I remember the excitement of pressing flowers as a child … I also remember how long it took!
When I was young we would pick our flowers lay them carefully between some blotting paper (oh yes I’m that old), place the blotting paper between some newspaper and put the newspaper inside a book. Finally we would collect as many of the heavy encyclopedia style books we had and stack them on top of the book that contained our precious flowers and wait … for quite a few weeks.
I can’t imagine my girls having that kind of patience. The world they live in delivers everything so quickly and thanks to modern day technology that waiting is over.
This instant flower press by ‘My Living World’ allows you to dry flowers in a matter of seconds using your microwave oven and retains a lot of the gorgeous colour.
It comes with a plastic press, two thick felt sheets , two cotton sheets and an instruction booklet. You place two felt sheets and one cotton sheet onto either side of the plastic press. Carefully lay your flower(s) on top of the cotton sheet. Fold over the other side of the press and secure with the plastic pin. You place this in your microwave with a half filled cup of cold water (this is important as it stops the flower from burning) and cook on full power for 20 seconds. Allow to cool and check the results. Depending on the type of flower you have you may need to repeat this a few more times … easy!
I only had rather thick flowers to start with so was a little nervous as the instruction booklet says that the best flowers to use are those that naturally lie flat or have a single layer of petals. Still a good way to test a product can be to push it’s boundaries and so I tried a Germini first. I lay the flower face down and carefully pushed over the other side of the flower press pushing down on the flower as I did. If you look at the photo you can see bend in the press.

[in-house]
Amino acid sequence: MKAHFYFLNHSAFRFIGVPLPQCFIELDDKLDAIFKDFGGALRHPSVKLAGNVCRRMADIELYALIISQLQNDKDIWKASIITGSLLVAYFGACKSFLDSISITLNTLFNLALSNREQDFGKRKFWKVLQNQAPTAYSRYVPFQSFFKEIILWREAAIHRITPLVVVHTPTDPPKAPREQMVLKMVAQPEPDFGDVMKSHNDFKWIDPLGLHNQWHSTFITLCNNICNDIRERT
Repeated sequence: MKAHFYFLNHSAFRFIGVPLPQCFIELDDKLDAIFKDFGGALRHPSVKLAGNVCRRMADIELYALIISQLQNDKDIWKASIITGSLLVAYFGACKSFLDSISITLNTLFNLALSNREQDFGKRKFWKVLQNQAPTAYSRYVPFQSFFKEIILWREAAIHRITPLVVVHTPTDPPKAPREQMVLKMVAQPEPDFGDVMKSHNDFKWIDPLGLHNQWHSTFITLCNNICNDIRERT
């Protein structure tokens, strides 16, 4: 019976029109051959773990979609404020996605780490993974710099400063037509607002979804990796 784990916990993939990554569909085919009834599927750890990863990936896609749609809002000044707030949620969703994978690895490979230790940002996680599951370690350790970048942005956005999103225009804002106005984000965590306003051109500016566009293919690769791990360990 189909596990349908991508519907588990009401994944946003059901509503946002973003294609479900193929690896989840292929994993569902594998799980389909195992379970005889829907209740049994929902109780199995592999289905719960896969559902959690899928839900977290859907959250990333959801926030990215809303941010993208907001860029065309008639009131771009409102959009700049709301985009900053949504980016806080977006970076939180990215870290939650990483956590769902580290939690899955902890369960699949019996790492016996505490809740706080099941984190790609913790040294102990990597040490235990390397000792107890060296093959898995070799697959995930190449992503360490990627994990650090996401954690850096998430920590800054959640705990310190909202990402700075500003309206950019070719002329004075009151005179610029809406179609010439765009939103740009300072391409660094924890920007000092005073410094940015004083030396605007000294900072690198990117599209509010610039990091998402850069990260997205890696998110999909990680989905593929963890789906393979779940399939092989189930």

After the first 2o second hurts in the microwave the press dropped and became flat … yay!
You need to let everything cool down and dry out between heating and there will be colour bleed from your flowers on to the cotton sheet. Although the flower had dropped it was still quite moist so a put it in another couple of times. The centre was the hardest to completely dry out because it’s so dense and I burnt the edges of the petals slightly but I was so impressed with the out come. I did need to give them a final drying out over the radiator but that was just because the centre of the flower was so thick and putting it back in the microwave would have burnt the ends. I kept the flowers in the press and layered them between paper for the radiator dry out to stop the flowers curling.
I did find some smaller less dense flowers and they worked perfectly.
You do need to let the flowers sit for a while when they first come out as some of the moisture gets trapped in the centre of the press and needs to be allowed to evaporate. The flowers can also be a little hot so make sure you allow them to cool before handling (I found that I could tell whether the flower would need to be ‘re-cooked’ by feeling how damp the small holes in the press were when I took the press out of the microwave).
As with all things there are no hard and fast rules and you need to experiment a little to find out what works best for each flower. I found that turning the felt sheets over in-between microwave oven sessions (a bit like a bed mattress) helped the flattening of large flowers as the flower made an indent in the felt. I also started playing with the power setting (low, medium, high) for larger flowers. The main thing is that it’s so much quicker and kids can get to pick, press and make in the same day!
Flower Pressing is all about getting the moisture out and this nifty little press definitely speeds up the process.